You might see Ryan Stratton popping up almost anywhere on Edinboro University’s campus. Just don’t expect to find him sitting still.
Stratton is a football athlete, middle-level math and special education major, and Reserve Officer Training Corps participant pursuing a minor in adaptive leadership and military science. In February, he was awarded the university’s inaugural Dr. Joseph Laythe Award for championing social justice on and off campus.
Among these and numerous other activities, one of Stratton’s most high-profile achievements was introducing the 12th Man Tradition to Edinboro last fall. The tradition brings students with disabilities and children battling cancer to the sidelines of home football games and into the locker room with the team.
Stratton is humble and quick to credit his teammates and the Fighting Scots football program with the immediate success of the 12th Man Tradition.
“We chose a kid for every home game, and they came on Friday night to our team meetings,” he said. “When they arrived, they would get a signed football from all of the players and also an Edinboro football shirt. They would come back on Saturday and stand on the sideline for warmups and the game. They actually ended up cheering louder than some of our players.”
After the season ended, Stratton planned a banquet for 12th Man participants to bring them together with his teammates one additional time. Parents who attended were effusive in their praise for what Stratton did for their children, but he insisted he actually benefitted significantly from experience, noting that it inspired him to realize there is more to life than just football and getting an education.
“Reaching out to the community and using the platform that I have been given has been a tremendous experience for me,” Stratton said. “It has been amazing to see the guys on our football team interact with the kids when they come to team meetings and games. We truly have some amazing guys on our team, and I’m so thankful and blessed to be a part of the team.”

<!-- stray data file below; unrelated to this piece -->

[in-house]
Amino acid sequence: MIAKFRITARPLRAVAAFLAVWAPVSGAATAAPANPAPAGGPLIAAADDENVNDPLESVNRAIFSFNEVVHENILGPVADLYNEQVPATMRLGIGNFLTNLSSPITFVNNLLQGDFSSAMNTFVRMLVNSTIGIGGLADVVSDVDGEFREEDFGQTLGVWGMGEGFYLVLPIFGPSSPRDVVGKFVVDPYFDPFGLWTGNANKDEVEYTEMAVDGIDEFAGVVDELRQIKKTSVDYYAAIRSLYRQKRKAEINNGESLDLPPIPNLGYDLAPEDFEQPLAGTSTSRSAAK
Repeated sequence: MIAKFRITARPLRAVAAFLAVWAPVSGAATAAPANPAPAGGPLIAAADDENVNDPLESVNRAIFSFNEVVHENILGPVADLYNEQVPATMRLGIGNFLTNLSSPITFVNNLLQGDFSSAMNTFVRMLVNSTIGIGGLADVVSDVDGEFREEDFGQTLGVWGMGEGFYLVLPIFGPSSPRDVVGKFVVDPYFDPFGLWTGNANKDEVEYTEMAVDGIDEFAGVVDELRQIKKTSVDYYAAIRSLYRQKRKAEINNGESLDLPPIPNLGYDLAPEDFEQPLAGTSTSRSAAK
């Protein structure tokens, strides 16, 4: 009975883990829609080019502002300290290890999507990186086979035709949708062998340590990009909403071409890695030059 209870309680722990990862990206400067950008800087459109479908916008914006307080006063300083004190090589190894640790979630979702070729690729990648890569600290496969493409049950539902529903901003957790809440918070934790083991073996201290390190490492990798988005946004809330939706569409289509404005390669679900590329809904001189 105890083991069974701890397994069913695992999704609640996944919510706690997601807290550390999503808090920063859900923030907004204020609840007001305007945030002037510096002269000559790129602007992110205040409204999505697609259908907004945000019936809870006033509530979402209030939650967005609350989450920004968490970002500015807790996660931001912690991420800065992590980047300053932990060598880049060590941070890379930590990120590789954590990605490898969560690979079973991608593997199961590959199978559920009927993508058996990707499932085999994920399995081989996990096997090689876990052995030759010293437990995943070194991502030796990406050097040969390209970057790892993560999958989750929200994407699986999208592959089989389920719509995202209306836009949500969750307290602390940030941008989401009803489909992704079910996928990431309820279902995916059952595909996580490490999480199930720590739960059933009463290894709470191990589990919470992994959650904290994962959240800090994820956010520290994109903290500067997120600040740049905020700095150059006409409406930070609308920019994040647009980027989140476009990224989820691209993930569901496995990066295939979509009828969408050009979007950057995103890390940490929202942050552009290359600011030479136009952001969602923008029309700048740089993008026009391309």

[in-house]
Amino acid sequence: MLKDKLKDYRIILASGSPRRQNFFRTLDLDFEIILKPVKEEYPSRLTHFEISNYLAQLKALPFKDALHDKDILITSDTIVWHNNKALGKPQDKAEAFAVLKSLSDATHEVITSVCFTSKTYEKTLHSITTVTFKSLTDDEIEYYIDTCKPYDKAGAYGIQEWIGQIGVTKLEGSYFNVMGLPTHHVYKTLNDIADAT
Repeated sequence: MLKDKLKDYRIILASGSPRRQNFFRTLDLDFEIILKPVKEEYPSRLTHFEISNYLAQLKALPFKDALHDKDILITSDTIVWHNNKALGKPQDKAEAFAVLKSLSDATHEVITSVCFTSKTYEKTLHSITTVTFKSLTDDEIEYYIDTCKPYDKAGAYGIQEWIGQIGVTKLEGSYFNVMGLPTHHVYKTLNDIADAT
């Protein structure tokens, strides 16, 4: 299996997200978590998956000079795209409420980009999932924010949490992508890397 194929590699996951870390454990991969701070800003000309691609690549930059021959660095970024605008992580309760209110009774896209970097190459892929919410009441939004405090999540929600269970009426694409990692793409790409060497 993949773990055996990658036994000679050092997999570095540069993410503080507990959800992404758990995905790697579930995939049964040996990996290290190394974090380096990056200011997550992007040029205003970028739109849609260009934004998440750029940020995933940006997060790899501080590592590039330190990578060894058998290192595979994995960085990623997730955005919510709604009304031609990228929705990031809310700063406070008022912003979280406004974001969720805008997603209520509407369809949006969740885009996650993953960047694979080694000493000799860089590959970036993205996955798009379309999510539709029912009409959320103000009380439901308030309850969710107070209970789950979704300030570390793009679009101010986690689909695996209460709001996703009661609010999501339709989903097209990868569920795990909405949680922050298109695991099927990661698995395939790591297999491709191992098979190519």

During the spring 2017 semester, the Smethport, Pa., native completed his field experience and worked with a local school district for pre-service teaching. Stratton, who is expected to graduate in 2019, said the field experience was the most challenging experience of his time at Edinboro so far.
“You are basically starting to become the teacher and taking control of the classroom,” he said. “The EU education program is wonderful and challenging, but if you are passionate about teaching and kids, as I am, then it is great. Also, the professors in the School of Education truly care about their students.”
In addition to football and activities associated with his majors, Stratton participates in EU’s strong and growing ROTC program, through which he has signed a contract to continue service as an Army officer upon graduation. A devout Christian, he also is involved in several church groups and Bible studies, including Fellowship of Christian Athletes, the Edinboro chapter of the campus ministry Chi Alpha, and Campus Crusade for Christ worship services.
“Edinboro University has always pushed me and provided me with a lot of wonderful opportunities,” Stratton said. “Every campus runs the same, but it’s the people who make the difference. The people at Edinboro are truly what have helped me focus on my goals and reach my highest potential. They have always pushed me to do my best and always given me guidance and direction.”
And what is next for Stratton after his busy time at Edinboro University comes to an end?
“I plan on commissioning as an aviation officer in U.S. Army to travel and gain leadership skills,” he said. “After the service, I think one of my dreams and goals has been to start a charity for kids battling cancer and kids with disabilities. The 12th Man opened my eyes to this dream, and I really have a heart for kids. The look on the kids’ faces when they showed up to the football game was priceless. It is something that I would love to see the rest of my life.”